By John Celock
Kansas lawmakers have advanced legislation requiring an age limit and residency requirement for governor and other statewide offices after a series of teenagers have filed to run for governor.
The Kansas House of Representatives voted 73-43 Tuesday to give preliminary approval to legislation that would require candidates for statewide office to be a qualified elector – being 18 years old and free of felony convictions – and requiring candidates for governor and lieutenant governor to have lived in the state for four years prior to running. The bill comes as five high school students have announced for governor, one for lieutenant governor and one for secretary of state, along with several residents of Delaware expressing interest in running for Kansas governor.
“We need certain requirements for the people running for these offices,” House Elections Committee Vice Chairman Blake Carpenter (R-Derby), the bill’s sponsor, said.
Kansas is one of two states in the country – along with Vermont – that does not set a minimum age to run for statewide office. A 13-year-old is currently running for Vermont governor.
Carpenter, the second youngest member of the state Legislature, said the bill would set the age of 18 as a requirement for statewide office in order to provide a minimum threshold to make a race for governor, lieutenant governor, secretary of state, attorney general, treasurer and insurance commissioner. Several states set the minimum age for governor at 18, but most set higher ages.
In addition, Carpenter said that the state should have minimum residency requirements in place for seeking the governorship. Most states have some sort of minimum requirement for residency prior to seeking governor and other offices.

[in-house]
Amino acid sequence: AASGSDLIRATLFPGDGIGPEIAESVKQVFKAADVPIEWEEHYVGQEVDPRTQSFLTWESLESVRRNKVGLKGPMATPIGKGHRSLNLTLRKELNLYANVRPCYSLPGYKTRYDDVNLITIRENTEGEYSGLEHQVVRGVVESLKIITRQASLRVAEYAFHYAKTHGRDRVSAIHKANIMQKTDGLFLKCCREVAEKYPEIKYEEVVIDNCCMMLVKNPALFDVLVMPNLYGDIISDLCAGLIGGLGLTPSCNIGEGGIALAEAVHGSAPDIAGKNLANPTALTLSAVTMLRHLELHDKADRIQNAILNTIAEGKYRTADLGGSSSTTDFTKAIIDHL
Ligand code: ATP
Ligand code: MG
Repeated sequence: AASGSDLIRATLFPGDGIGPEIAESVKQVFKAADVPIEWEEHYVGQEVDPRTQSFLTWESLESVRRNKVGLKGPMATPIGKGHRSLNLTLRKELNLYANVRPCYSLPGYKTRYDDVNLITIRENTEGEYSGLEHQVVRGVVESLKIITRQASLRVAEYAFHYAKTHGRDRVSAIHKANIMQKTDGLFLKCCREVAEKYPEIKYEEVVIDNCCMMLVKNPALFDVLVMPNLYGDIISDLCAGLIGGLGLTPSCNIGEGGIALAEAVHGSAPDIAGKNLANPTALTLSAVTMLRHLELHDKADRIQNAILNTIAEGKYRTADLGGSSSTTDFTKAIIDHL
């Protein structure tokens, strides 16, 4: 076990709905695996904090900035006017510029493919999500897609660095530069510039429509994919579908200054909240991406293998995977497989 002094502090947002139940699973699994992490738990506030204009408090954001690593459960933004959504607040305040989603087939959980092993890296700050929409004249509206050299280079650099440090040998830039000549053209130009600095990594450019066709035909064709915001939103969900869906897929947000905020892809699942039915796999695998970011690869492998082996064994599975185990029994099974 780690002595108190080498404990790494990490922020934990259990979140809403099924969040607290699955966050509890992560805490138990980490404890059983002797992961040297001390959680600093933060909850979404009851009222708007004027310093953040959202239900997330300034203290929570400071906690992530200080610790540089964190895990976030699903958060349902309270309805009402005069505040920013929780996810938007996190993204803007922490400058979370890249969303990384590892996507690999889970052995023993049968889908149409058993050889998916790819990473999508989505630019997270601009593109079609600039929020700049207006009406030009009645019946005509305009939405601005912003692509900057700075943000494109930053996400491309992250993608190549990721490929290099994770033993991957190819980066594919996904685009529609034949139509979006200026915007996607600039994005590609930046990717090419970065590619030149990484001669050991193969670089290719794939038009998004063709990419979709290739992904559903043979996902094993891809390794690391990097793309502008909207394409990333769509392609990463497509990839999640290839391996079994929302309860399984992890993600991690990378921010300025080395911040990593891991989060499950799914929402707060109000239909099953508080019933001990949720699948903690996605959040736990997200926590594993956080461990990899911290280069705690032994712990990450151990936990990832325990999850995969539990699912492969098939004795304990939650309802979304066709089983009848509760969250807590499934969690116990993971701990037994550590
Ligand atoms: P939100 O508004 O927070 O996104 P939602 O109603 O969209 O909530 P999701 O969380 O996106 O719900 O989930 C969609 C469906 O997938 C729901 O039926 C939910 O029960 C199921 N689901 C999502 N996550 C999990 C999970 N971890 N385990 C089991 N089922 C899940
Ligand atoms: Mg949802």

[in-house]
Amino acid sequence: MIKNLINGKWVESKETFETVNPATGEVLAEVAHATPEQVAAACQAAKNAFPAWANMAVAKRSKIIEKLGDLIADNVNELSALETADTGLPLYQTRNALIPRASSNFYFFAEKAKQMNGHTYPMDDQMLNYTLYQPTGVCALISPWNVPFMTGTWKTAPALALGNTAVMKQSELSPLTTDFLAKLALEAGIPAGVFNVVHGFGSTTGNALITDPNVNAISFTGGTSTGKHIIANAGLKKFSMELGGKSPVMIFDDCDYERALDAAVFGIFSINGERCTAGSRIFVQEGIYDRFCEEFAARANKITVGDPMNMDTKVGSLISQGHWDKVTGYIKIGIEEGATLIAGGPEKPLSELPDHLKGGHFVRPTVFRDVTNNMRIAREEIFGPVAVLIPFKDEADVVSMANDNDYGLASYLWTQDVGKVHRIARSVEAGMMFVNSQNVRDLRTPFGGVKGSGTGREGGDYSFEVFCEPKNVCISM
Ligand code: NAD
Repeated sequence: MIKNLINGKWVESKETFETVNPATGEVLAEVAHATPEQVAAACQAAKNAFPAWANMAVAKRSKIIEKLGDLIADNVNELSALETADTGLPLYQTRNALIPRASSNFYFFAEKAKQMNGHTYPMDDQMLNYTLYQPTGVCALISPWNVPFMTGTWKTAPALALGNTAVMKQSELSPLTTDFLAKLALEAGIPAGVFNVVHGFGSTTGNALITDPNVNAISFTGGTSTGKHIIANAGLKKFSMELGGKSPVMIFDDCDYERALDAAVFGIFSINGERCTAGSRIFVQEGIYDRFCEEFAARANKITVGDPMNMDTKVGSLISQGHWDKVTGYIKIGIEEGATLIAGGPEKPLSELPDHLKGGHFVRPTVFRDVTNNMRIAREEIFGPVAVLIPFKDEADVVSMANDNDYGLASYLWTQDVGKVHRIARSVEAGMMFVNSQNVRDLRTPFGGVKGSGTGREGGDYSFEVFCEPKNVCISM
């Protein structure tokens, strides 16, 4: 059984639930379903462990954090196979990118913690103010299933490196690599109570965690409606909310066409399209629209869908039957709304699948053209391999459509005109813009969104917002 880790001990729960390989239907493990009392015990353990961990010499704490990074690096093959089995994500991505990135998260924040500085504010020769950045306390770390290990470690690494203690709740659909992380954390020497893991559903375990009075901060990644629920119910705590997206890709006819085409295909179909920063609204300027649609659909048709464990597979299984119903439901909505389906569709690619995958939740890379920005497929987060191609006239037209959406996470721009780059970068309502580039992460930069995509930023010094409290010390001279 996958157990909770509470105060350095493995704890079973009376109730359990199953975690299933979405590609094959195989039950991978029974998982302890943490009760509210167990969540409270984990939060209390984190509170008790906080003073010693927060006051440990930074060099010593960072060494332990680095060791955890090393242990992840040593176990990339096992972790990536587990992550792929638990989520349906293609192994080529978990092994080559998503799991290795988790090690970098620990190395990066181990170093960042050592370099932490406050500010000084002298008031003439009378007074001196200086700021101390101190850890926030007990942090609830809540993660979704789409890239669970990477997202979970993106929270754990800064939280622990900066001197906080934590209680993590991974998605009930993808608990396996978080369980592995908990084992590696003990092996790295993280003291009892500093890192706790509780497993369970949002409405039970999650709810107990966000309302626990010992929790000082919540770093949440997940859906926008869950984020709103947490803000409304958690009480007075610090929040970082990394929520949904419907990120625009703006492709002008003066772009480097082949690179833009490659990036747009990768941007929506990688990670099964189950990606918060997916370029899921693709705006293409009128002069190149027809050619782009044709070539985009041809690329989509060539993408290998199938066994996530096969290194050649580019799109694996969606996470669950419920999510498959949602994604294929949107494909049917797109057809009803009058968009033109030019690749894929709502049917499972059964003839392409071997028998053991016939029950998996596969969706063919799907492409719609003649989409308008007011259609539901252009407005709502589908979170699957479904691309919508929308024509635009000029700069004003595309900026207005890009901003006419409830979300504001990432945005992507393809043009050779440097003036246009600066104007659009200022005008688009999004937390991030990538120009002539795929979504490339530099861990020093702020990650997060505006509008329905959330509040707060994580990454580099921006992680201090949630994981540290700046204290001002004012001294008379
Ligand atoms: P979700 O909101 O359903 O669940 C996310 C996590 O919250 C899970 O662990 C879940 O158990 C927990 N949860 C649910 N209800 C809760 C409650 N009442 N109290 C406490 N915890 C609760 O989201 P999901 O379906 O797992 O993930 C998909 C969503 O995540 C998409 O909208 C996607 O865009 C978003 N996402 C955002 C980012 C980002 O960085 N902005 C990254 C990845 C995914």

The bill would not impact the high school students who are running this year, since it would not take effect until January 1 of next year.
The House also voted 71-41 to include an amendment from Carpenter that would require the state attorney general to be a licensed attorney in the state. Carpenter said that he wanted to make it clear that the state’s top attorney be a licensed attorney. Most states have a similar requirement in place for the state attorney general.
Rep. John Carmichael (D-Wichita) questioned Carpenter why he wanted to include the license requirement for the attorney general when the Kansas secretary of state is the state’s chief election law prosecutor and there was no requirement for the secretary of state to be an attorney. Carpenter said that there are lawyers in the secretary of state’s office who can handle the prosecutor function and that the prosecutorial powers are a small part of the secretary of state’s duties. Carmichael and other Democrats had opposed giving the secretary of state’s office prosecutorial powers.
Secretary of State Kris Kobach (R) is an attorney.
Rep. Brenda Landwehr (R-Wichita) opposed the amendment for the attorney general noting that lawmakers could next place professional licensing and other requirements on other offices, which she said would limit the pool of candidates. Landwehr noted that magistrate judges in the state are not required to be licensed attorneys.
“This is a slope we shouldn’t be going down,” Landwehr said.